Edelris’ strategy is based on the concept of diversity-oriented synthesis developed by Stuart L. Schreiber, Ph.D., an investigator at the Howard Hughes Medical Institute and Morris Loeb Professor of the Department of Chemistry and Chemical Biology at Harvard University. Though diversity-oriented compounds are made synthetically, their complexity mimics that of nature. “This strategy takes into account strong medicinal chemistry dimensions,” Dr. Ortholand noted.
There are several advantages to this approach, he continued. “Natural products or natural mimics tend to be 3-D and offer chirality, often providing enhanced probability of biological interactions. Some of the properties found in our screening molecules are new or nonexistent in competitor collections.”
Keymical Collections™, these natural product-like screening collections, now include about 6,000 molecules. Edelris will be releasing additional collections of 1,500 molecules within the next six months. According to Dr. Ortholand, “the compounds are designed to provide options, accessibility, and analogues if hits are found.”
Using another methodology that originated at Harvard University, researchers at Ensemble Discovery are designing macrocycle compound collections. “David Liu, Ph.D., professor of chemistry and chemical biology, devised a way to use DNA to drive chemical synthesis in a controlled fashion that is analogous to the way nature uses DNA to make proteins,” stated Nick Terrett, Ph.D., CSO. “We have industrialized the method in DNA Programmed Chemistry and made it robust and scalable in order to make thousands of macrocycles called Ensemblins, which contain ensembles of interacting groups.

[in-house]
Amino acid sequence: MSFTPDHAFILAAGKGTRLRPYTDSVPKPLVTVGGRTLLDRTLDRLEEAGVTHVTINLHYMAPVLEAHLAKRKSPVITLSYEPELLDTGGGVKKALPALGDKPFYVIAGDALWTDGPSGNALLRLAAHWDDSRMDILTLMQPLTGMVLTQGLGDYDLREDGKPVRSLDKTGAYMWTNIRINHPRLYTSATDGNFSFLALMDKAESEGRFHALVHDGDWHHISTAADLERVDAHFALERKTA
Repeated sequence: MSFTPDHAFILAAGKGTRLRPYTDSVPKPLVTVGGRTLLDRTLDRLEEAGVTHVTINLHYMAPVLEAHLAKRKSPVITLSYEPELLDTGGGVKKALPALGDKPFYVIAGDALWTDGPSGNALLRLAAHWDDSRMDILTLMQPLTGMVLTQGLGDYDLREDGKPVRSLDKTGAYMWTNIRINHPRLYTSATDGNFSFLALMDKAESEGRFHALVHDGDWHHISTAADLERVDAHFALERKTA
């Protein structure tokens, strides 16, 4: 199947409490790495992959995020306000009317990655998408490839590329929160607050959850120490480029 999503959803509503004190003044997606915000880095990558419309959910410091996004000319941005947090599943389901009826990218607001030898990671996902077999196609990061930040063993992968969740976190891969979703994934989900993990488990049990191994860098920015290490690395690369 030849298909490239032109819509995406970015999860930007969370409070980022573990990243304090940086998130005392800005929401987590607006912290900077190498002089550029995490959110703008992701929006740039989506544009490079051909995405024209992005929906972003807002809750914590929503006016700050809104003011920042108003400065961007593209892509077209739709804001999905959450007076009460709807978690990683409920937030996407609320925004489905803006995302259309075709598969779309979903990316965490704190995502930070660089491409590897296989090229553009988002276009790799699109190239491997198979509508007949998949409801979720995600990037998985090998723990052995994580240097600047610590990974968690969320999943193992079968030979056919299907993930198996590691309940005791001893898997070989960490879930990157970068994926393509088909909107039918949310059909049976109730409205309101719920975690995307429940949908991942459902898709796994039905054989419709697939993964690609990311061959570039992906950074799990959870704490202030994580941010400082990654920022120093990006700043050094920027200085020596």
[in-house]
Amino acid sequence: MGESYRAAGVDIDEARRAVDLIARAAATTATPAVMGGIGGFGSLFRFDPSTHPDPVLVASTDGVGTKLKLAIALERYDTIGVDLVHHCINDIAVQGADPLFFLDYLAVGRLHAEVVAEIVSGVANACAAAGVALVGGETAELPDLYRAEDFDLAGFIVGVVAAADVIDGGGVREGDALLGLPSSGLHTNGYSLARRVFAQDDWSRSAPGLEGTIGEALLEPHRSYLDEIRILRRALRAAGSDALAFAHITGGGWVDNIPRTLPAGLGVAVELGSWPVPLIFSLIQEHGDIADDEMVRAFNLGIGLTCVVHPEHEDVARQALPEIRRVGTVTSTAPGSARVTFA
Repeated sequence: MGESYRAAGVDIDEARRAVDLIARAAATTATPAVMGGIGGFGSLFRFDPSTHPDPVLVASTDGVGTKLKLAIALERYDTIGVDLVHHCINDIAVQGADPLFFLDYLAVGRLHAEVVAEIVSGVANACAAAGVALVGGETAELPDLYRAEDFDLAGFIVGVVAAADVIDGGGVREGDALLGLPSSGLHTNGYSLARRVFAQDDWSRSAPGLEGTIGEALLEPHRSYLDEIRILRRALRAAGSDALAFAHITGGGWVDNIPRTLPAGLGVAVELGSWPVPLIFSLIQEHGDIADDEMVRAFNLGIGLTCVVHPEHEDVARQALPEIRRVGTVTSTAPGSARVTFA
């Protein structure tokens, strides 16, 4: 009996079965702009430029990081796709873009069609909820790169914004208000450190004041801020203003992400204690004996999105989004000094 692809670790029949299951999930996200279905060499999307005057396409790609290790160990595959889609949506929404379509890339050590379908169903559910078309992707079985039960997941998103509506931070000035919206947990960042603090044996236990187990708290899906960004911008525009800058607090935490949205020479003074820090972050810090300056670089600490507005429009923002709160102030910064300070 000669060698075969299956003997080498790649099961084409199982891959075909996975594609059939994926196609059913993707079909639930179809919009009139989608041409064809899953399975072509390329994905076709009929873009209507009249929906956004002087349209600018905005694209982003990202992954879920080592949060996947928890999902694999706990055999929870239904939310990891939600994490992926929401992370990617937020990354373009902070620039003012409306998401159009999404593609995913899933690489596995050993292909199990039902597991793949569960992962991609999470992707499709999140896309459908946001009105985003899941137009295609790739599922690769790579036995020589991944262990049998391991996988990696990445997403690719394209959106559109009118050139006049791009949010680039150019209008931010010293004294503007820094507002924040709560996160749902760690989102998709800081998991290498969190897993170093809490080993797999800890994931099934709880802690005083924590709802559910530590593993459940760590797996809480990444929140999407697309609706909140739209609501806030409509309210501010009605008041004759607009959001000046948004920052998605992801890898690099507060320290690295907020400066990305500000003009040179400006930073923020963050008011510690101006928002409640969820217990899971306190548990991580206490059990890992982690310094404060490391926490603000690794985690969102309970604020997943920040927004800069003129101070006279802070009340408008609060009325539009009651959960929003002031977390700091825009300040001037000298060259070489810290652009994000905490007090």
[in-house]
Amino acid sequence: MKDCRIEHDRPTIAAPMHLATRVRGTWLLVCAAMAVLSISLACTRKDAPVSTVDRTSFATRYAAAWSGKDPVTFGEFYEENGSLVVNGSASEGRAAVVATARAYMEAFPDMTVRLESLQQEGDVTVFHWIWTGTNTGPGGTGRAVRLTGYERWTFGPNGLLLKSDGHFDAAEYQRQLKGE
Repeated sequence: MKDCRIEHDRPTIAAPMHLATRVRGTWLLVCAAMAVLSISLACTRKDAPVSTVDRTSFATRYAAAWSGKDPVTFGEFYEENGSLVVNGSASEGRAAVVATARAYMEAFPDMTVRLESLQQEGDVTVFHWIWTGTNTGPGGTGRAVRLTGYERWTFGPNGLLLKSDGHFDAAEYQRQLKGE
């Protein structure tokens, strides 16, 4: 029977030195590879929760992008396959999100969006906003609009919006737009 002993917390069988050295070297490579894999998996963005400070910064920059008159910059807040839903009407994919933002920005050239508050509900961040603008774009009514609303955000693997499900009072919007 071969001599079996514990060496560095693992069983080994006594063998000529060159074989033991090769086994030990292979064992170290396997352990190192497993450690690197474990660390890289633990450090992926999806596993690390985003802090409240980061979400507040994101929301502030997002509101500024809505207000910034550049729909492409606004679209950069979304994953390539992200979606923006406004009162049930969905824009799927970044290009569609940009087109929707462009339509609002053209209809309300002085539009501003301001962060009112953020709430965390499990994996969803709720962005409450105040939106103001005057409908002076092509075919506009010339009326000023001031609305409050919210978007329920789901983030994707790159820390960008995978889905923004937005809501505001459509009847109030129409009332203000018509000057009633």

“These macrocycles have a molecular weight above 500, enabling them to disrupt protein-protein interactions. In addition, their ring-based structure reduces entropic loss when binding to a protein surface. People have known for many years that macrocycles are special compounds because of their scaffold and confirmational preorganization. There is also good evidence that these compounds can have good pharmokinetics and potentially a good half-life with low toxicity,” added Dr. Terrett.
Although synthetically challenging to make, Ensemble has developed a method to enhance the process of going from a linear precursor to a cyclic molecule. “We have a process that allows us to purify and isolate only products where cyclization has occurred. We can make tens of thousands of macrocycles simultaneously in the same reaction vessel.”
DNA is used to drive synthesis of macrocycles and also used as an encoding strand to identify compounds that bind to drug discovery targets. Scientists at the company take a collection of macrocycles with the DNA sequence still attached and are able to determine the structure of compounds that bind to proteins by amplifying the DNA using PCR.